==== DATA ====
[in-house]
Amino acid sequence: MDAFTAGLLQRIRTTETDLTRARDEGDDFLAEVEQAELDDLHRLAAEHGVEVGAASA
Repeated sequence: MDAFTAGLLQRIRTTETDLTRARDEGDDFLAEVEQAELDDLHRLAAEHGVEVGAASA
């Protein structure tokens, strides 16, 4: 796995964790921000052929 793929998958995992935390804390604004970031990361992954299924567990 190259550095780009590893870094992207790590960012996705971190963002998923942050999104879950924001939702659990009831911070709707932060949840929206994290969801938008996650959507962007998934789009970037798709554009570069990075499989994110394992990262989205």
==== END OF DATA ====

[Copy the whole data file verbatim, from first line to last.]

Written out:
[in-house]
Amino acid sequence: MDAFTAGLLQRIRTTETDLTRARDEGDDFLAEVEQAELDDLHRLAAEHGVEVGAASA
Repeated sequence: MDAFTAGLLQRIRTTETDLTRARDEGDDFLAEVEQAELDDLHRLAAEHGVEVGAASA
């Protein structure tokens, strides 16, 4: 796995964790921000052929 793929998958995992935390804390604004970031990361992954299924567990 190259550095780009590893870094992207790590960012996705971190963002998923942050999104879950924001939702659990009831911070709707932060949840929206994290969801938008996650959507962007998934789009970037798709554009570069990075499989994110394992990262989205």